Place-specific management may also be more reliable than gear modification, a common strategy for reducing by-catch, because it is impossible to know if fishermen are actually using legal gear without reports from reliable on-board observers.  Furthermore, fishermen tend to associate the use of modified gear with catching certain target species, creating imbalances in fishing efforts that could in turn lead to increased by-catch rates.  Ferreira gives a pertinent example in the Azores circle,

“Where hooks might increase the fishing effort towards the unregulated blue shark fishery, because fishermen believe that circle hooks are more effective for sharks than for sword- fish, which would likely lead to an increase in loggerhead fishing interactions during the months of high turtle abundance (5).” 

On the other hand, a temporary closure would remind fishermen that the sea must be shared, and that sea turtle conservation is an international priority and not just an afterthought.  Indeed, getting the message of conservation through to those on the frontlines is one of satellite telemetry’s greatest strengths as a research tool.  This was demonstrated in Aboriginal-owned waters during a 1998-1999 study in Northern Australia.

This study is of particular interest, because it involves an indigenous community of low socio-economic standing using high-tech equipment that was contributed by supporting government and non-government organizations.  Furthermore, by temporarily enabling a sustainable harvest it addresses a

“unique human and animal agenda, that requires the opening of communication channels between the fields of conservation, economics, anthropology, and development, where the quintessential solution lies with the local people (9).” 

The Yolngu people of North-East Arnhem Land in the Northern Territory “maintain traditional rights and responsibilities for marine turtle management across much of the northern Australian coast”.  However, genetic studies and other tagging programs have revealed that marine turtle populations migrate throughout the Indo-Pacific, leading to domestic concerns that diminishing local populations were a result of foreign over-harvesting.  The Yolngu, who are traditionally turtle hunters, were quick to notice a deterioration of their resource but did not have the capacity to undertake a decade-long mark and re-capture study in order to investigate their internationally influenced, declining population paradigm.

Four different species, and thousands of individual marine turtles, traditionally use Yolngu waters as rookeries but the Green Turtle, Chelonia mydas, being the most palatable, is number one on the local priority list.  To address political and ecological concerns surrounding their historical resources, in collaboration with academics and government researchers, the Yolngu chose satellite telemetry as the best method for tracking twenty female Green Turtles over a ten-month period.  By tagging at a local nesting beach towards the end of the nesting season, it was the team’s hope that the mothers would depart for foraging grounds as soon as possible, saving costly time and reducing the risk of copulating males knocking off the expensive tags.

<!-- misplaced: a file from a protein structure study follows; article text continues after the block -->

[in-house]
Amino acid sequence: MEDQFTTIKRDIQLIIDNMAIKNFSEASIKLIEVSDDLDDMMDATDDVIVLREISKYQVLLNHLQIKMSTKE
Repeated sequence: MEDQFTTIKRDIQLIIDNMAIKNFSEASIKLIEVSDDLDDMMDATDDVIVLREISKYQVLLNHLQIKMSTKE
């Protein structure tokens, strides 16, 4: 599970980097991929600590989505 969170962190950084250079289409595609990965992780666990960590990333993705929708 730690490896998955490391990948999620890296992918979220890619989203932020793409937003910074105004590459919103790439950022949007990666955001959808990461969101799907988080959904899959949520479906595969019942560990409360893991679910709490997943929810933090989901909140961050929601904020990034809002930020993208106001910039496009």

Predictions based on previous telemetry studies were that the turtle mothers would take direct, but disparate routes, North and West, traveling up to 2,600km to foraging grounds in places as far as Western Australia and Papua New Guinea.  They were surprised to see that the vast majority, after taking their time nesting one to three more times, followed an almost unanimously southerly course further down into the bay of Carpentaria, where rich eel-grass beds awaited them.  The same results over two years, one with much more abundant nesting events than the other, backed the conclusion that this group indeed shared a “home foraging ground.”  Significantly, previous studies have shown that Green Turtles maintain foraging grounds for many generations, so long as the food source remains.

Given the international importance of these rookeries and foraging grounds, that may host thousands of endangered Green Turtles, this new information fixed a huge amount of responsibility to the local communities.  Although other telemetry and genetic studies have proved the likelihood of individuals from this same population migrating to other countries, and having already been affected by foreigners, this study’s results were nonetheless encouraging.  The indigenous groups, who own around 85% of the Northern Coast, became the sole inheritors of a potentially unique genetic population, and in knowing this, took the first step towards managing their faltering resource.  These groups are comprised of several hundred people, speaking four different indigenous languages and separated into small outstations.  Needless to say, traditional ecological knowledge (TEK) and reverence for the totemic Miyapunu, or marine turtles, will play an important role in their conservation.

Kennett, in order to prevent the “tragedy of the commons” effect, proposed formalizing a network of locals that will make joint decisions to limit the local harvest, keep beaches clean, and continue cooperative scientific monitoring (3).  Moreover, collaboration between tourists, who come for the fishing (24), academics, and the government, will allow these communities to use traditional and new knowledge, as well as contemporary technology to manage the local fauna.

The elucidating nature of telemetry is not limited to remote places and inexperienced studies.  Data provided by telemetry is commonly expansive compared to that collected by other field methods, such as “very-high-frequency radio tracking (2),” and is also clearly observable for the public and decision makers alike.  Several websites, such as {} even allow us to freely observe marine turtle movements in real time, bringing current telemetry science into our homes, schools and workplaces (see ref. 1 & 25).  The “Great Turtle Race,” for example, was a telemetry-based contest sponsored by Conservation International, airing on the popular American comedy-news show “The Colbert Report.”  It had thousands of viewers and online browsers tuned in to satellite-tagged leatherbacks migrating 8,000km across the Pacific, adding a human element to the hard science.  These are just a few examples of how satellite telemetry can create partnerships between NGO’s, academics, businesses and the media.  The benefits of these collaborations will no doubt be reaped in the form of increased nesting beach protection and in the enabling of “dynamic-area closures,” where fisheries are restricted in certain times and places to prevent high incidents of by-catch in the near future.